“Reciprocity and Suffering in 1 Peter 2,19-20: Reading Xάρις in Its Ancient Social Context” looks at the ancient social dynamics which underlie 1 Peter 2:19-20. By interpreting χάρις within the framework of reciprocity and gift-exchange in the Greco-Roman world, the study not only brings fresh perspective to a problem which has long divided scholarship, it also suggests a new direction for understanding the letter’s theology of suffering.

Williams has taught for the college since 2010 and has several previous books and articles written on 1 Peter. Williams’ received a Ph.D. in New Testament from the University of Exeter in the United Kingdom.


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Tusculum Access Grant at Tusculum College now available for high school students

Posted on 16 September 2016 by

Students considering dual enrollment options at Tusculum College have additional financial assistance available with the announcement of the Tusculum Access Grant being offered by the college.

The grant is specifically for students who have already taken or who will have completed two dual enrollment courses through Tusculum College and would cover the $400 gap in state funding that students who are eligible receive.

Tusculum offers a variety of courses and course options for high school students wanting to get a head start in their college career or needing specific classes. The courses are offered online, a convenience for students in not having to drive to campus during the school day.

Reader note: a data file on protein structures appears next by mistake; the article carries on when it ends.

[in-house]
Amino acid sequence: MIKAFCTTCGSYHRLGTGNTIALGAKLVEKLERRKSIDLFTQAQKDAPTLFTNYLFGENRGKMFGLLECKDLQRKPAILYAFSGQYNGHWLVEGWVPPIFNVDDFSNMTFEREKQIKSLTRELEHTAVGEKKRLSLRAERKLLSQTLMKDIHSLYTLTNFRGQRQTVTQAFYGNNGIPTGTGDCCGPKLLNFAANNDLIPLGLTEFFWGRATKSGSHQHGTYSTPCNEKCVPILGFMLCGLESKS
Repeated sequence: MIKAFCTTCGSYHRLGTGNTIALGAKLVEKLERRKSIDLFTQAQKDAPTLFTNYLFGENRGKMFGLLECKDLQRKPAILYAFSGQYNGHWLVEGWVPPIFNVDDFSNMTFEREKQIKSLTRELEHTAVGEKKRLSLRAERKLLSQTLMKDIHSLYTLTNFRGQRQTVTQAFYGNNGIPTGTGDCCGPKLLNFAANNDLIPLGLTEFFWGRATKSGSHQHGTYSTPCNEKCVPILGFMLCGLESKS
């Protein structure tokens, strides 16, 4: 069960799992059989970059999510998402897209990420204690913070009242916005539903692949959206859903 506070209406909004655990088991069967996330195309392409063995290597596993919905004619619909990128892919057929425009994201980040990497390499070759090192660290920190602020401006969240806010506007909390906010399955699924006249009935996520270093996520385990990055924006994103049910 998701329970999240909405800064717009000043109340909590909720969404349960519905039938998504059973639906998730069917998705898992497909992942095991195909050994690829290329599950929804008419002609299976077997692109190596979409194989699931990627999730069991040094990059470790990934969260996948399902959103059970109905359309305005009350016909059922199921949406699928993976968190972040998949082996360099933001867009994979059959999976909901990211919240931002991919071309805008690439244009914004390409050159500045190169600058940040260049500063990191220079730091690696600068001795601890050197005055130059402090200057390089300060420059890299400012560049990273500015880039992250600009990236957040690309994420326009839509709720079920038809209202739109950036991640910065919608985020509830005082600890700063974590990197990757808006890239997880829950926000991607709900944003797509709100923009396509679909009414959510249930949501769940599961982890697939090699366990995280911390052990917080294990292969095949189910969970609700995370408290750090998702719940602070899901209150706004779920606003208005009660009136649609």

High school students have the opportunity to earn both high school and college credit through the dual enrollment program at Tusculum College. Through the program, high school students can take a variety of courses, including in English, math, history, psychology, sociology, art history, computer science, religion and speech.

Students are eligible to participate in the dual enrollment program beginning the summer before their junior year in high school. Individuals must maintain a 3.0 grade point average in their dual enrollment college course work.

While the Tusculum Access Grant is specifically for students who are seeking to take their third or fourth dual enrollment course at Tusculum College, other financial assistance may be available for others who are interested in Tusculum’s dual enrollment program.

For more information about the new program or to apply, please visit Individuals may also call 423-636-7349 or email to learn more about the program.


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Nearly 700 put in day of service as part of Tusculum College “Nettie Day”

Posted on 14 September 2016 by

Getting the prop room organized and cleaned out was the task of volunteers who assisted with the Theater Guild of Greeneville.